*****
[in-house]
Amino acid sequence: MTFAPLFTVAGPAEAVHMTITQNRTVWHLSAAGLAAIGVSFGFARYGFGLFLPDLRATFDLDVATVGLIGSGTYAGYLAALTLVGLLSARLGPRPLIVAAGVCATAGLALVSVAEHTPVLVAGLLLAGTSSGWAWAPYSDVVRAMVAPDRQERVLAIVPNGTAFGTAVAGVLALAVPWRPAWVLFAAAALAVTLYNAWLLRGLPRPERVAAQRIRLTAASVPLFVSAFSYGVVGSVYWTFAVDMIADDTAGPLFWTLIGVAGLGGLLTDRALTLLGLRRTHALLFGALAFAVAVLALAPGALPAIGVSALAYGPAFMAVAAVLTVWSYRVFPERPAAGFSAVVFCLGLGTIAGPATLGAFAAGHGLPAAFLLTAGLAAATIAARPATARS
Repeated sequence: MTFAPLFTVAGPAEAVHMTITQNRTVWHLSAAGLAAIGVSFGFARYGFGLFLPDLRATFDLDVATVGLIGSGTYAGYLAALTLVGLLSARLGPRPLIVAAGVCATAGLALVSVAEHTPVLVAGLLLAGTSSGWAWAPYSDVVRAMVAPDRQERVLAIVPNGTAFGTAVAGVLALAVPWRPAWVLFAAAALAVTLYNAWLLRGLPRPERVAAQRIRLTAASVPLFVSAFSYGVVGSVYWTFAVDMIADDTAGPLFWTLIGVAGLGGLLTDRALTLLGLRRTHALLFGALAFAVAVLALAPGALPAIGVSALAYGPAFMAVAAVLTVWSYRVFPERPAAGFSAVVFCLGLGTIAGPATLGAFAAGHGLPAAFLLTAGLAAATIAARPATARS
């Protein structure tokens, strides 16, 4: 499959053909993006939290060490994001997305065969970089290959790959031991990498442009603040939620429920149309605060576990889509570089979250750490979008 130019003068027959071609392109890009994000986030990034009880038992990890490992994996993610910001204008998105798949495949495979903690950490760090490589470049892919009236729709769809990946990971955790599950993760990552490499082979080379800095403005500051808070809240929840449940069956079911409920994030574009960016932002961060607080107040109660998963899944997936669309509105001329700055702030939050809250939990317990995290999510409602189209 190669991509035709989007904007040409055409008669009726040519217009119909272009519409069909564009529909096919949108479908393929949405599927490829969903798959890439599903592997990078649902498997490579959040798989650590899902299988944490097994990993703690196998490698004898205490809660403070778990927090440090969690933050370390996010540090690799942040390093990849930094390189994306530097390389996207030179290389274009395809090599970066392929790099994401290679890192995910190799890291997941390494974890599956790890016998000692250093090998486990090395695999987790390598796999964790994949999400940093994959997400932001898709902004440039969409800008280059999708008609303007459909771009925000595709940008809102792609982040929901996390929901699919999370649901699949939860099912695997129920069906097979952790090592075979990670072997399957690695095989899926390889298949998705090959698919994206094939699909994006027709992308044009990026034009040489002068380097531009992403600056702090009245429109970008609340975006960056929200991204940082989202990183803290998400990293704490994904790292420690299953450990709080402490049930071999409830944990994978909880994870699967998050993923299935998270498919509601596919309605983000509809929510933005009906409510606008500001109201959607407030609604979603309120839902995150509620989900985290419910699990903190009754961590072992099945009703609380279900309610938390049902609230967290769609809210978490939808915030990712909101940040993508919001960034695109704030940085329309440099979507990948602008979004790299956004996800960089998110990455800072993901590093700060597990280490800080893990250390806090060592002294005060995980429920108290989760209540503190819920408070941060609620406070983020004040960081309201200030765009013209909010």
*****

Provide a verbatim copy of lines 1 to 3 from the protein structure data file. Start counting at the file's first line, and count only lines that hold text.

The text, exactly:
[in-house]
Amino acid sequence: MTFAPLFTVAGPAEAVHMTITQNRTVWHLSAAGLAAIGVSFGFARYGFGLFLPDLRATFDLDVATVGLIGSGTYAGYLAALTLVGLLSARLGPRPLIVAAGVCATAGLALVSVAEHTPVLVAGLLLAGTSSGWAWAPYSDVVRAMVAPDRQERVLAIVPNGTAFGTAVAGVLALAVPWRPAWVLFAAAALAVTLYNAWLLRGLPRPERVAAQRIRLTAASVPLFVSAFSYGVVGSVYWTFAVDMIADDTAGPLFWTLIGVAGLGGLLTDRALTLLGLRRTHALLFGALAFAVAVLALAPGALPAIGVSALAYGPAFMAVAAVLTVWSYRVFPERPAAGFSAVVFCLGLGTIAGPATLGAFAAGHGLPAAFLLTAGLAAATIAARPATARS
Repeated sequence: MTFAPLFTVAGPAEAVHMTITQNRTVWHLSAAGLAAIGVSFGFARYGFGLFLPDLRATFDLDVATVGLIGSGTYAGYLAALTLVGLLSARLGPRPLIVAAGVCATAGLALVSVAEHTPVLVAGLLLAGTSSGWAWAPYSDVVRAMVAPDRQERVLAIVPNGTAFGTAVAGVLALAVPWRPAWVLFAAAALAVTLYNAWLLRGLPRPERVAAQRIRLTAASVPLFVSAFSYGVVGSVYWTFAVDMIADDTAGPLFWTLIGVAGLGGLLTDRALTLLGLRRTHALLFGALAFAVAVLALAPGALPAIGVSALAYGPAFMAVAAVLTVWSYRVFPERPAAGFSAVVFCLGLGTIAGPATLGAFAAGHGLPAAFLLTAGLAAATIAARPATARS